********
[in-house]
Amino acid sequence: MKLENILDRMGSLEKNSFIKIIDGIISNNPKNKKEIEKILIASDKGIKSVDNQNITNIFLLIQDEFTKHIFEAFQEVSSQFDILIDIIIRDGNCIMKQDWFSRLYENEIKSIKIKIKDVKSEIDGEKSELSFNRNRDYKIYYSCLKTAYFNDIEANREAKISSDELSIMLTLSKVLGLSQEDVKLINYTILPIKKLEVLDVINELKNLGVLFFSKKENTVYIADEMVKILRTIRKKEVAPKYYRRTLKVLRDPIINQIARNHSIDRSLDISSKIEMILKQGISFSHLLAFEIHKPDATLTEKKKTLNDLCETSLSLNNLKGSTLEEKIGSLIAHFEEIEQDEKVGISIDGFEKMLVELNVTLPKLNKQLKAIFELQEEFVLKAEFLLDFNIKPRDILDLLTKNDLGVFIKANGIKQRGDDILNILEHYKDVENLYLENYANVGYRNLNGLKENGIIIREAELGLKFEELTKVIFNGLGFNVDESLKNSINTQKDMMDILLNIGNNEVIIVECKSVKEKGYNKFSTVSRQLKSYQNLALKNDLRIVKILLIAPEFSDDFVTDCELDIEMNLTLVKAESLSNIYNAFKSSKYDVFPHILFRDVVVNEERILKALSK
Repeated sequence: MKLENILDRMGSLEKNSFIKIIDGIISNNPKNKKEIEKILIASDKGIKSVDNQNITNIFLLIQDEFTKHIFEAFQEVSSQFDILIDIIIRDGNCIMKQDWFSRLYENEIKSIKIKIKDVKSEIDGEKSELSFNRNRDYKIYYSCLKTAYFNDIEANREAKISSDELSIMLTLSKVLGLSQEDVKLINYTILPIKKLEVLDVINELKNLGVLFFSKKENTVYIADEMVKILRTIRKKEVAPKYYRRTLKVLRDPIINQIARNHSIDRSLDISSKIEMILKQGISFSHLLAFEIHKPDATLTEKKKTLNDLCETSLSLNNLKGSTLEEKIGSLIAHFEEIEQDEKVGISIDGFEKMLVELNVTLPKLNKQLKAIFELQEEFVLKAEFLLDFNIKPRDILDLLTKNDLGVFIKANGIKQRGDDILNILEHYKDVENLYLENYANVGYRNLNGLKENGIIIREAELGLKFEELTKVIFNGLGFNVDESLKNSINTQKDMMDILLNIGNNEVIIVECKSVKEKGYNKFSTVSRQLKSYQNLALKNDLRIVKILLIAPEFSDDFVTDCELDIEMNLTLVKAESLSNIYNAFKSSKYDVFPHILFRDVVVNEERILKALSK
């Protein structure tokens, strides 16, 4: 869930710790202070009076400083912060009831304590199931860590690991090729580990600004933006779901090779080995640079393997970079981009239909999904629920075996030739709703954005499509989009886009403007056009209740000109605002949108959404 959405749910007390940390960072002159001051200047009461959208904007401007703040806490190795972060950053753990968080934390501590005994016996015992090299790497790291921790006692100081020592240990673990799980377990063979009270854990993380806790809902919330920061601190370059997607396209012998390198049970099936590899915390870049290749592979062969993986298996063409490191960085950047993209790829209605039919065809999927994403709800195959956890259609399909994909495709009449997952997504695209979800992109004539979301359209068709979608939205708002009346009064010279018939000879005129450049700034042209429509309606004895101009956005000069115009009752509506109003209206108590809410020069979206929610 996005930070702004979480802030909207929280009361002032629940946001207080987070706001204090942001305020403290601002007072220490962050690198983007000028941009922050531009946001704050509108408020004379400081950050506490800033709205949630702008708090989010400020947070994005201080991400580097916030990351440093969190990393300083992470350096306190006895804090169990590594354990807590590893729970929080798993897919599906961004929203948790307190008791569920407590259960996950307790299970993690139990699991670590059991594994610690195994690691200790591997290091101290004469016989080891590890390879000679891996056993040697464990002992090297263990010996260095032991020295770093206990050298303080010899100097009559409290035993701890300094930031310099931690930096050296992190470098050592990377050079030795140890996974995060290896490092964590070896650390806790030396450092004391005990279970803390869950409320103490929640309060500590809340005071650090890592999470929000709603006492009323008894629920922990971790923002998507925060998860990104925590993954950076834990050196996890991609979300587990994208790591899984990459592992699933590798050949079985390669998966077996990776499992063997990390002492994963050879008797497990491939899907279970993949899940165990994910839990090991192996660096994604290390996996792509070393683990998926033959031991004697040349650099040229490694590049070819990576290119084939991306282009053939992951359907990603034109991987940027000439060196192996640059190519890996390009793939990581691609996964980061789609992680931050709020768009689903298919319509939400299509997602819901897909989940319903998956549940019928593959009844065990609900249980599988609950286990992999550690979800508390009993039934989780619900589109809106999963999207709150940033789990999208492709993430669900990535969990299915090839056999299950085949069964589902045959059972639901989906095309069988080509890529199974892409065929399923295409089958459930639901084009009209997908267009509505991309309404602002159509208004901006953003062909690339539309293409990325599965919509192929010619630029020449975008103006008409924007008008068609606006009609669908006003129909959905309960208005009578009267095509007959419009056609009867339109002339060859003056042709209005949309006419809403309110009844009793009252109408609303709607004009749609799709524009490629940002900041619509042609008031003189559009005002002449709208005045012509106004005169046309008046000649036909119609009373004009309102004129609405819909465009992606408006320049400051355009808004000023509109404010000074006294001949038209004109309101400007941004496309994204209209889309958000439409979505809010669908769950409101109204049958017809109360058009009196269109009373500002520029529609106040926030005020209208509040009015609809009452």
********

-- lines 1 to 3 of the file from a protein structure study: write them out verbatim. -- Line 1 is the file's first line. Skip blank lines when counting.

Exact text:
[in-house]
Amino acid sequence: MKLENILDRMGSLEKNSFIKIIDGIISNNPKNKKEIEKILIASDKGIKSVDNQNITNIFLLIQDEFTKHIFEAFQEVSSQFDILIDIIIRDGNCIMKQDWFSRLYENEIKSIKIKIKDVKSEIDGEKSELSFNRNRDYKIYYSCLKTAYFNDIEANREAKISSDELSIMLTLSKVLGLSQEDVKLINYTILPIKKLEVLDVINELKNLGVLFFSKKENTVYIADEMVKILRTIRKKEVAPKYYRRTLKVLRDPIINQIARNHSIDRSLDISSKIEMILKQGISFSHLLAFEIHKPDATLTEKKKTLNDLCETSLSLNNLKGSTLEEKIGSLIAHFEEIEQDEKVGISIDGFEKMLVELNVTLPKLNKQLKAIFELQEEFVLKAEFLLDFNIKPRDILDLLTKNDLGVFIKANGIKQRGDDILNILEHYKDVENLYLENYANVGYRNLNGLKENGIIIREAELGLKFEELTKVIFNGLGFNVDESLKNSINTQKDMMDILLNIGNNEVIIVECKSVKEKGYNKFSTVSRQLKSYQNLALKNDLRIVKILLIAPEFSDDFVTDCELDIEMNLTLVKAESLSNIYNAFKSSKYDVFPHILFRDVVVNEERILKALSK
Repeated sequence: MKLENILDRMGSLEKNSFIKIIDGIISNNPKNKKEIEKILIASDKGIKSVDNQNITNIFLLIQDEFTKHIFEAFQEVSSQFDILIDIIIRDGNCIMKQDWFSRLYENEIKSIKIKIKDVKSEIDGEKSELSFNRNRDYKIYYSCLKTAYFNDIEANREAKISSDELSIMLTLSKVLGLSQEDVKLINYTILPIKKLEVLDVINELKNLGVLFFSKKENTVYIADEMVKILRTIRKKEVAPKYYRRTLKVLRDPIINQIARNHSIDRSLDISSKIEMILKQGISFSHLLAFEIHKPDATLTEKKKTLNDLCETSLSLNNLKGSTLEEKIGSLIAHFEEIEQDEKVGISIDGFEKMLVELNVTLPKLNKQLKAIFELQEEFVLKAEFLLDFNIKPRDILDLLTKNDLGVFIKANGIKQRGDDILNILEHYKDVENLYLENYANVGYRNLNGLKENGIIIREAELGLKFEELTKVIFNGLGFNVDESLKNSINTQKDMMDILLNIGNNEVIIVECKSVKEKGYNKFSTVSRQLKSYQNLALKNDLRIVKILLIAPEFSDDFVTDCELDIEMNLTLVKAESLSNIYNAFKSSKYDVFPHILFRDVVVNEERILKALSK